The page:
The eternal question: Where do you want to eat? | Column | The Press and Standard

by | September 9, 2017 5:00 pm

Last Updated: September 6, 2017 at 12:33 pm

Did you hear about the couple who’s eaten at every Cracker Barrel restaurant in America?
For decades, Indiana residents Ray and Wilma Yoder have chowed down at Cracker Barrels from South Carolina to Oregon. (They also worked in side trips to the Grand Canyon and the Statue of Liberty.) Their shared hobby led them to 645 Cracker Barrels from sea to shining sea.
It’s amazing, isn’t it?
Not the fact that they don’t weigh 386 pounds each from all those biscuits and gravy. (Their preferred meals are actually pancakes, meat loaf and the grilled chicken sandwich.)
Not the fact that few restaurant chains are open after 45 years.
Not the fact that they found a parking place at every Cracker Barrel.
Not the fact that they’ve been married for 60 years, and still want to be together on the daily.
Nope… what astounds me is that 645 times, a man and woman agreed on where to eat. That, my friends, is a miracle.
Every married couple understands: “Where do you want to go?” “I don’t know, where do YOU want to go?”
It’s easier to just order in a pizza — but that’s not an option for me and Widdle, because we live 14 miles from the closest restaurant. If we want a meal we didn’t make, we have to get dressed, get in the car and drive.
That’s assuming we can actually decide where to go.
The preamble begins around mid-afternoon on Saturday, when we realize we don’t have the ingredients or the energy to actually put food on plates.
“Where would you like to go?” I ask, because I’m a nice wife.
“I make decisions all week long. You choose,” he says.
“Okay, Mexican!” I chirp.
“No… it’s too hot for Mexican. How about barbecue?”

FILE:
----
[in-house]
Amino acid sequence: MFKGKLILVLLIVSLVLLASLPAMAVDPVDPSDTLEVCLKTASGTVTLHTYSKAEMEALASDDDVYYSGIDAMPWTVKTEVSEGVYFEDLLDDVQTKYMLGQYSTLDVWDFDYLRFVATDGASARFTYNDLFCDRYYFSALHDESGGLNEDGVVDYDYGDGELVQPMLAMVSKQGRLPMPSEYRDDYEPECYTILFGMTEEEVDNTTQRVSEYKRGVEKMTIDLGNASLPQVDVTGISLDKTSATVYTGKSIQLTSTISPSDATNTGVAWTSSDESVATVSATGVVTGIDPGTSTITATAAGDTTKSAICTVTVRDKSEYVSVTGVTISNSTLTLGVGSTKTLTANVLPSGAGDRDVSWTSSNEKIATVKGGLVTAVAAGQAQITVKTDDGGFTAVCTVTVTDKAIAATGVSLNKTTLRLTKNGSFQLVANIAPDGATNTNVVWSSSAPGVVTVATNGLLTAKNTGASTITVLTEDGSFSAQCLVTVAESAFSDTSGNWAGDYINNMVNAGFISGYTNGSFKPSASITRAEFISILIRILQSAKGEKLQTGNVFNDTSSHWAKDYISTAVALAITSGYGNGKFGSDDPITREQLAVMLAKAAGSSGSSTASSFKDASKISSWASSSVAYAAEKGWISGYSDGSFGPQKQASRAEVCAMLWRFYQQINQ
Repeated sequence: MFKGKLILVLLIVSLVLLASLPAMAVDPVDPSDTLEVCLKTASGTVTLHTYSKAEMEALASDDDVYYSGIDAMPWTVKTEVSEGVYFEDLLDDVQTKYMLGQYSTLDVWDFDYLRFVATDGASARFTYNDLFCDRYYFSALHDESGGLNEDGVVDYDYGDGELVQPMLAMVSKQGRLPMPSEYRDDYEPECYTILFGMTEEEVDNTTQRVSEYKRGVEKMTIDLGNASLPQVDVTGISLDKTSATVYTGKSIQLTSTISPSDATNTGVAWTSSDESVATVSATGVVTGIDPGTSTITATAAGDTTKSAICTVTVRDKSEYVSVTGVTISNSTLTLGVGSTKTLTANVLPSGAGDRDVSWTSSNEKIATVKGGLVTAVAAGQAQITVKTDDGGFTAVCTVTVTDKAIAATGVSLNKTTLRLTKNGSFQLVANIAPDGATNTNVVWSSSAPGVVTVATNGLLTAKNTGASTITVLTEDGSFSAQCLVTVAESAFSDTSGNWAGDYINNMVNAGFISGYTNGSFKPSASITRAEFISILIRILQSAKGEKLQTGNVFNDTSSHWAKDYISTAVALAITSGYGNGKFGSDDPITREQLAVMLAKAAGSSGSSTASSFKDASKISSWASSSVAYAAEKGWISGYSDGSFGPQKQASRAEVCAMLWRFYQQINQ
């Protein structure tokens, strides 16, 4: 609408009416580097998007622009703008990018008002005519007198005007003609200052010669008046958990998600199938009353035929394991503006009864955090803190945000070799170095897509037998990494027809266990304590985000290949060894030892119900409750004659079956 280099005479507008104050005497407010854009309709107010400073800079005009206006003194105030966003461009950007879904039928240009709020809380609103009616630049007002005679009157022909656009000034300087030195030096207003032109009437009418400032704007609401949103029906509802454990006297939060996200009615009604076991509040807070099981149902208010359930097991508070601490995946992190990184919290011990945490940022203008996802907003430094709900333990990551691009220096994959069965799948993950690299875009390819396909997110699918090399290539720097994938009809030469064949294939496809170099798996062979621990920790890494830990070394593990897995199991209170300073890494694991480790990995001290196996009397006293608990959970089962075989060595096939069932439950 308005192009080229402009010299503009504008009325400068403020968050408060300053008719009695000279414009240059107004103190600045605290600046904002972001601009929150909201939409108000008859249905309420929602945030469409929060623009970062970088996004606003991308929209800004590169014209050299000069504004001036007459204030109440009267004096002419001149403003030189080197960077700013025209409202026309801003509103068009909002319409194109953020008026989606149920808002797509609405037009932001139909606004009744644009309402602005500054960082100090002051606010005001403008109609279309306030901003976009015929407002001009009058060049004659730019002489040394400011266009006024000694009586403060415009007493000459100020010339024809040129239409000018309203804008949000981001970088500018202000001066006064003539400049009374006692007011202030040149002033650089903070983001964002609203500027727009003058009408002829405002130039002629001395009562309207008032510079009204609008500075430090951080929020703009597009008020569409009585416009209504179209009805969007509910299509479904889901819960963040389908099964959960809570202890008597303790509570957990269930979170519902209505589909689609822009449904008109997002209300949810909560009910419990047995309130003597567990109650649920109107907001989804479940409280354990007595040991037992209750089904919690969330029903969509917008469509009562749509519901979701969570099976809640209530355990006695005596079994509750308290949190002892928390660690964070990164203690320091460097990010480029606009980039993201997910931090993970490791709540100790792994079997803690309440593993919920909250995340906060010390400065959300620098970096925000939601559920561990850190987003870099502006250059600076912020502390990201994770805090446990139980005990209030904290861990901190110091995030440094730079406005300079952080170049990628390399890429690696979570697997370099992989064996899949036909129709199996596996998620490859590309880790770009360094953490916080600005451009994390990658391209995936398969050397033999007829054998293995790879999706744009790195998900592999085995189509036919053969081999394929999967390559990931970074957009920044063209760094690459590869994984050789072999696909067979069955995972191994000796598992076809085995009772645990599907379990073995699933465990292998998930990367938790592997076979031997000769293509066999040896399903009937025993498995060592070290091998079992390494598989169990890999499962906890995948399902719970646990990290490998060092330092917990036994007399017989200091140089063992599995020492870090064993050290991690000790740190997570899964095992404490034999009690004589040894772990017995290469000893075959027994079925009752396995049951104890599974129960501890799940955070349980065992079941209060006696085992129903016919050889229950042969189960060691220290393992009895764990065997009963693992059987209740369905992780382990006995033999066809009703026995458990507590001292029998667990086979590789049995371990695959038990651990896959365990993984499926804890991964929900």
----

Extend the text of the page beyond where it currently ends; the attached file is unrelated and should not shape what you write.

“I don’t eat meat,” I remind him.
“Are you still on that kick?” (It’s been five years.)
“How about a big salad?” I suggest.
“Honey, I’m not a goat. Maybe some soup.”
“It’s 90 degrees and you want soup. Of course. Hey, what about Italian?”
“No, Italian gives me heartburn.”
After a while, one of us just stops answering and the decision is made by default.
Once we’re over that hump, we scope out the menu online. It’s fun deciding what to order when we get there.
We arrive, get a table and grab a menu — which never matches what’s online — and the true fun begins.
“Maybe I’ll just have appetizers,” I say. “The fried green tomatoes and the baked mushrooms sound good.”
“Ugh,” he says. “How about the crab dip?”
“I die if I eat shellfish,” I remind him, and by “remind” I mean kick his ankle.
“Ow! It’s so weird I can’t remember that,” he says.
“So weird. We went to Maine so you could have lobster three times a day, and I ate saltines,” I say, and by “say” I mean hiss.
“Look, fried okra! And grits! Get both,” he says, knowing the way to my heart.
In the end we do what we always do, which is order something completely different from what we’d planned. If we’re at a steakhouse, he orders the chicken. If we’re at a Chinese restaurant, I order fish. (Neither one of us ever order sushi, him because he’s never tried it and me because I have.)
When the food arrives, we swap and share until our plates look nothing like any dish on the menu.
We should go to Cracker Barrel more. Widdle can get a burger and I’ll have veggies. Who knows, maybe we’ll figure out that peg game.

(Julie R. Smith, who takes 15 minutes to order a side salad, can be reached at widdleswife@aol.com.)



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